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I wrote a newsletter on February 6, 2008 called BUY NAKED FOOD!
I am going to expand on it and use it again as a ParenTip. Why? 1) Not all those who click on my website are newsletter subscribers. 2) I just saw the documentary “Food, Inc.”
The movie is hard to watch (definitely not for kids because of graphic depictions of how the food industry (made up of a child-sized handful of corporations) treats the animals we eat. But I think parents should see this movie because the issues of food safety (food-borne sickness and the presence of pesticides in our food supply), what factory farming does to the environment, the effect the plenitude of corn products (found in almost every processed food we buy) has on our caloric intake and the epidemic of obesity…. all of these matters pertain to your kids and mine.
While waiting in the check-out line at the market the week before I wrote the newsletter I looked around at other carts, especially those with a child sitting in the basket or hanging on to Mom.
I had a revelation. You can pretty much identify junk food by the fact it’s packaged which almost always means it’s processed. And you can identify healthy stuff watching it roll around on its own.
My cart held a sweet potato, a white potato, an eggplant, romaine lettuce, vine tomatoes, bulk carrots, celery, broccoli, grapefruit, apples, bananas, and blueberries (pricey, but I had this awful craving!) Of course some of the food I was buying was packaged: obviously the blueberries, eggs, milk, cheese, flank steak, a chicken, and a package of crackers. But nothing I bought except the crackers had been precooked or processed. And the crackers only had three ingredients: rye flour, water and salt.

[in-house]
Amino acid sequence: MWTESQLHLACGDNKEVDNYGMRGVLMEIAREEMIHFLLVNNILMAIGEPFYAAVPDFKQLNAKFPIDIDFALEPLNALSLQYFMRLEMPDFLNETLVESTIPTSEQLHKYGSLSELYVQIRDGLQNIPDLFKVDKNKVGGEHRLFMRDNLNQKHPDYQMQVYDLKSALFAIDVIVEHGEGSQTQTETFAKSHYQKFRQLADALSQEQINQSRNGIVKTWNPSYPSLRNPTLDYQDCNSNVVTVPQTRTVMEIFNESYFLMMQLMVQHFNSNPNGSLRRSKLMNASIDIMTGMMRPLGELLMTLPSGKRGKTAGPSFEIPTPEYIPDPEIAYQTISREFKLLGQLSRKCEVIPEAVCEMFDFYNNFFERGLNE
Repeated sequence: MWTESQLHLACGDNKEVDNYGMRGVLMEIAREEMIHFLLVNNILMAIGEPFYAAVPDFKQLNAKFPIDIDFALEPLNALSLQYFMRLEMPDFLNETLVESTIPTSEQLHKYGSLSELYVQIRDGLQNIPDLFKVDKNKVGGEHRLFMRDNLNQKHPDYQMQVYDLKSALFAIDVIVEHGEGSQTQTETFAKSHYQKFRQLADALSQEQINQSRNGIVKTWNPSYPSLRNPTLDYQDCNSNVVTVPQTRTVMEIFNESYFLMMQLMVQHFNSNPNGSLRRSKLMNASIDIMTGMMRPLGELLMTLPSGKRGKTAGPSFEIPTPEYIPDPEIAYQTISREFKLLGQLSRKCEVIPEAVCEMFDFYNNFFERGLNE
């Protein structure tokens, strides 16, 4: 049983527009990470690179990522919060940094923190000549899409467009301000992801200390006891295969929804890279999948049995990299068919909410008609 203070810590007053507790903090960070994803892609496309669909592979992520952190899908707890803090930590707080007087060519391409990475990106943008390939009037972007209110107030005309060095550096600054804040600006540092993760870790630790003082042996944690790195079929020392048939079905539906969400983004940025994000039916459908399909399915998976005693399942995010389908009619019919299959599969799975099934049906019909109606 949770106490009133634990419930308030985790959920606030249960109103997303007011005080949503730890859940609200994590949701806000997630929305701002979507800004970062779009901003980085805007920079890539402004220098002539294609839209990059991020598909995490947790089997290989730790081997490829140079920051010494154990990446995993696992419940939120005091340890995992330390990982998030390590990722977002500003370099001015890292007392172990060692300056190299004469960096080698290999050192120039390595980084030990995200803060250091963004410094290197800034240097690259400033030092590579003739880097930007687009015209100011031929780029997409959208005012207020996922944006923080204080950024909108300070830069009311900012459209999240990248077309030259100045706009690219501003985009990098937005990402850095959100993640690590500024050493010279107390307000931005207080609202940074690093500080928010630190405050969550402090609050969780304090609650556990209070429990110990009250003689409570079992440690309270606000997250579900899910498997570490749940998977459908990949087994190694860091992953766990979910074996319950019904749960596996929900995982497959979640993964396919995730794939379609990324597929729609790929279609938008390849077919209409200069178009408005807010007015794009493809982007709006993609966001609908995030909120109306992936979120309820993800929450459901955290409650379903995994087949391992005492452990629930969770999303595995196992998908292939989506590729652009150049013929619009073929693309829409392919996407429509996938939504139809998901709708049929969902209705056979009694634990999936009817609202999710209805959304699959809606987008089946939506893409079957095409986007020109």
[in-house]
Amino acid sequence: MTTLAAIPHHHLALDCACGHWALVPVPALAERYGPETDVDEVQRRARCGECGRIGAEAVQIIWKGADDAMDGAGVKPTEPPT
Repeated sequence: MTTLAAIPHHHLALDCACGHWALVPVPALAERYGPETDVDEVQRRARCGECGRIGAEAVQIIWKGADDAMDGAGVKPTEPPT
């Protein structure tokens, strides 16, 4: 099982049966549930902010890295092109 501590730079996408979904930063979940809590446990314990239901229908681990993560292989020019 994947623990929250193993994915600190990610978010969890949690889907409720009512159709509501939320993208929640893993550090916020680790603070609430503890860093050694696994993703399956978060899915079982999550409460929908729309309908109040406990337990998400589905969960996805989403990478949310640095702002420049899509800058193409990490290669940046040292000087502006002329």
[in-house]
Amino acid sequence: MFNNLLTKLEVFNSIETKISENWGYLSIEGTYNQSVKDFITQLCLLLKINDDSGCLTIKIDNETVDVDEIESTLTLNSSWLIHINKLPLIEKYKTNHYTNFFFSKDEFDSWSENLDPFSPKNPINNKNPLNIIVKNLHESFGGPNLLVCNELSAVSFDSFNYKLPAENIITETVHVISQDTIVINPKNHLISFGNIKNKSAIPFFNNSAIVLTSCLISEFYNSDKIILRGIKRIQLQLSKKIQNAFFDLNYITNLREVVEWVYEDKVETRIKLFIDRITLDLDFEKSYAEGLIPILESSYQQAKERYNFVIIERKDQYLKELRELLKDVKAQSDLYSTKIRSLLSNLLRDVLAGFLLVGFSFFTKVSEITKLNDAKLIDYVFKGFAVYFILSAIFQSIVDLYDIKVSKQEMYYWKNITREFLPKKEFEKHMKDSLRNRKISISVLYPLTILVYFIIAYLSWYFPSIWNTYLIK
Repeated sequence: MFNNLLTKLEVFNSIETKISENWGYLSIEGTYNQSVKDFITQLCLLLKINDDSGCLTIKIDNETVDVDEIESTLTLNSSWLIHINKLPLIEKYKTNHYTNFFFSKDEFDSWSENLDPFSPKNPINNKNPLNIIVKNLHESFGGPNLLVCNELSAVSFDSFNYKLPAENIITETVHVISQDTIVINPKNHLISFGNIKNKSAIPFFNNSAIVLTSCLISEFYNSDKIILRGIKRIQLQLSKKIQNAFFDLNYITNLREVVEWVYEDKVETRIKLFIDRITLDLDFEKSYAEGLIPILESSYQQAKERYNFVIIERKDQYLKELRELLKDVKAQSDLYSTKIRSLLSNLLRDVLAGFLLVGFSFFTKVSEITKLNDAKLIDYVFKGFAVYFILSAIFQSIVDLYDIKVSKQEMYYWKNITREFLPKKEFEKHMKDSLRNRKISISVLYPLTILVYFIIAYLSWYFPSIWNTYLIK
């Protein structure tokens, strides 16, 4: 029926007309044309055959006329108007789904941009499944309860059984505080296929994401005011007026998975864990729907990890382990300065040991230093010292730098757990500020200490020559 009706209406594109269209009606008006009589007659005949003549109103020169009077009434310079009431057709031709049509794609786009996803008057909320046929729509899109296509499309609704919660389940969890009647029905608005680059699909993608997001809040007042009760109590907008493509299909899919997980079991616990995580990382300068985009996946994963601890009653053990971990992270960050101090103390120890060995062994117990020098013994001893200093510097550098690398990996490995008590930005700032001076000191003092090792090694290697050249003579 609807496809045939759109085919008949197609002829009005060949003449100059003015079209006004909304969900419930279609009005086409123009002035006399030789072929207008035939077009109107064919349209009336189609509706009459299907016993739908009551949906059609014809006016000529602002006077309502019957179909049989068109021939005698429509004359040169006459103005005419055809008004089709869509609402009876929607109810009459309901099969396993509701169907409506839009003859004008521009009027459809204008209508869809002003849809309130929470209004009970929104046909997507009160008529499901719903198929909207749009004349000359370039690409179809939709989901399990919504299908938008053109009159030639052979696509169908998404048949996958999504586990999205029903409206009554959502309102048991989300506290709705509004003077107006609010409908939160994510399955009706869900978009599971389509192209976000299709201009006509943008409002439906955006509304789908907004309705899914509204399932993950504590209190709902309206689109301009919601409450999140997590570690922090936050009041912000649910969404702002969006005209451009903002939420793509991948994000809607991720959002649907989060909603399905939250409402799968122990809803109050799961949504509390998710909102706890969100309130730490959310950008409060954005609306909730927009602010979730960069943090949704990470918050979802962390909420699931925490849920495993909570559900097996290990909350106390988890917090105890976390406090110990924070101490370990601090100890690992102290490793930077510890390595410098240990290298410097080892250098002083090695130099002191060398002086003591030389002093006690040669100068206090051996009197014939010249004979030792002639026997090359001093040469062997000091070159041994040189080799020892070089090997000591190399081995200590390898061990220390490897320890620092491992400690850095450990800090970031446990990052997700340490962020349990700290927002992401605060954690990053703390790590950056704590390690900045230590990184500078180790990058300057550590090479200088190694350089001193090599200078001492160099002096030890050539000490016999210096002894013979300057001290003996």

The next cart over was filled with brightly colored bags of chips, cereal, cookies, crackers. Guess what? All the carts I saw to which children were connected were piled high with processed foodstuffs. Lots of bags and cartons. Very few or zero foods rolling around on their own.
I know. Moms and Dads are oftentoo busy to cut up vegetables and cook. The fully-dressed (packaged) processed foods are convenient. Kids don’t eat veggies. I’ve heard and used all these arguments myself.
But I learned from experience that if you don’t have chips in the house but you do have cheese, carrot and celery sticks, and sliced apples your kids will eat the healthy stuff. (Household hint: slice apples, sprinkle with orange juice and store in a plastic bag in the fridge. Leave out a jar of peanut butter and a butter knife. Your kids will make sandwiches out of the apple and PB).
So the next time you shop try to buy fewer things sealed in big bags and more naked, or near-naked, food. A big step toward keeping your family healthy.
I have to add after reading such books as “The Omnivore’s Dilemma” by Michael Pollan, and “Animal, Vegetable, Miracle” by Barbara Kingsolver and seeing Food, Inc I want to add a plea for buying local and buying organic, at least when buying certain foods.
The average food product travels an average of 1500 miles to get from point of origin to your grocery store. The transportation of food accounts for tons of greenhouse gas emissions annually.
And, like war, pesticides are not healthy for children and other living things. I have hesitated to advise parents to buy only organic food. Not only because many cannot afford the additional cost but also because the label “organic” did not always mean that what you bought was a safe product. But labeling is improving, albeit slowly, and when the package says, No hormones or No trans-fats it is usually accurate.
So TRY to buy local and organic: farmer’s markets, agricultural co-ops. Check out websites like LocalHarvest.org. Buy foods in season. Winter grapes travel a long way from Chile to your house and pesticide levels are often higher in foreign-grown food.
And stay away from the center aisles of the market where all the attractively-packaged, processed food lives. Eat, and see that your kids eat, lots of NAKED FOOD.
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